Originally Posted by kjg1029
and when we get to the water conditioner and I was telling her that Seachem prime is the best for cycling her smaller 2 gallon, and its good for uncycled tanks too. well he store guy over hears us talking about it and butts in with "oh no, we dont use prime any more,we refuse to carry it, its nasty stuff. it deprives the water of oxygen, its formaldehyde" ect ect....
he loves the seachem brand stuff, just not prime I guess lol. he said he uses the other (pointed at a powdered conditioner) seachem stuff.
so ive done some looking around and it seems that unless it got really Hot, then its not going to actually form FOMaldehyde....so is there truth to this?
the stuff he was saying sounded seriously bad! but I doubt yall would suggest a bad brand of conditioner over and over again!
I'm going to guess this was an older guy? Been in the hobby for a few decades? He's got some good info and some old info and some incorrect info. Sooooo, let's break it all down.
1. Seachem Prime deprives the water of oxygen.
This is technically true but partially wrong.
First, the true part. Any dechlorinator can reduce the amount of dissolved oxygen in the water.
If you read the fine print, Seachem Prime has the following usage instructions: "For exceptionally high chloramine concentrations, a double dose may be used safely. To detoxify nitrite in an emergency, up to 5 times normal dose may be used. If temperature is > 30 °C (86 °F) and chlorine or ammonia levels are low, use a half dose.
" Warm water holds less dissolved oxygen, and if there is little chlorine present, the leftover dechlorinator starts breaking up other things in the water, like ammonia and nitrite. And oxygen.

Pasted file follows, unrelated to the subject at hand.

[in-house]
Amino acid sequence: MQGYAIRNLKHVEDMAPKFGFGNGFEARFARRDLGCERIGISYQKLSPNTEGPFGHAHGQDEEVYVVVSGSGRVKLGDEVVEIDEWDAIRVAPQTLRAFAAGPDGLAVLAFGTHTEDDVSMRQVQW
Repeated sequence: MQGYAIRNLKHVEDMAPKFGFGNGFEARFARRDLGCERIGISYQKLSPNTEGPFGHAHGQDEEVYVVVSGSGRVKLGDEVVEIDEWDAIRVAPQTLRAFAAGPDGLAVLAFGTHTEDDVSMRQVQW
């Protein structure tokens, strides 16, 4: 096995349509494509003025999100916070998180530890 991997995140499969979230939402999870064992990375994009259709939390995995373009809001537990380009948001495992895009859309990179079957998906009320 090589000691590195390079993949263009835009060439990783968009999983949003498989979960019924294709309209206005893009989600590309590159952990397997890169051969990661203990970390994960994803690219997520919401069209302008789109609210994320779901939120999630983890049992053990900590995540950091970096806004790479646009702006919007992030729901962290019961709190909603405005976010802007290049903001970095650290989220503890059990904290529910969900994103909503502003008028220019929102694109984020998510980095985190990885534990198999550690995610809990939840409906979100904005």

Now for the wrong part.
Back in ye olde days of aquarium keeping, some dechlorinators were made with concentrated sodium bisulfite, which if you overdosed, you wrecked your pH and suffocated your fish. Today, any conditioner that claims to neutralize chlorine, chloramine, and ammonia all in one go is usually made from sodium formaldehyde bisulfite and diluted to the point where you'd have to really FUBAR the dosage. In the case of Seachem Prime, safely usable up to 5 times the regular dosage as long as you follow their instructions.
2. Seachem Prime contains formaldehyde.
Nope, that's a myth.
But there's formaldehyde in the name!
If you've ever smelled the chemical formaldehyde, you'll never, never, never mistake it for anything else. Here "formaldehyde" refers to the reactive group that's just one part of the entire chemical. Prime calls it their proprietary "complexed hydrosulfite salts", which is probably some variation of sodium formaldehyde bisulfite AKA hydroxymethane sulfonate, the same stuff in Kordon Amquel.
That's pretty stable stuff. You'd have to deliberately heat it to an absolutely ridiculous temperature to maybe(?) get it to breakdown into formaldehyde (something like 200-300deg Celcius?) Not likely to happen by accident, not even if you lived in Death Valley or the Sahara!
This myth probably sprang up from the fact that - chemically speaking - formaldehyde was used to neutralize ammonia. From Seachem's Ammonia Management pdf
: "The classical reaction of ammonia with formaldehyde to form methenamine is the principal of most ammonia removing conditioners. It may be used either directly or as a bisulfite complex. ...Seachem has three conditioners formulated to remove ammonia: Safe, Prime, and AmGuard. All three remove ammonia by chemically converting it to a nontoxic cyclic amine ...While Safe and Prime are designed to handle the moderate ammonia concentrations found in municipal water systems, AmGuard is designed to handle much higher ammonia concentrations. ...Overdosing [with AmGuard] should be avoided, since excess will react with oxgyen if free ammonia is not available."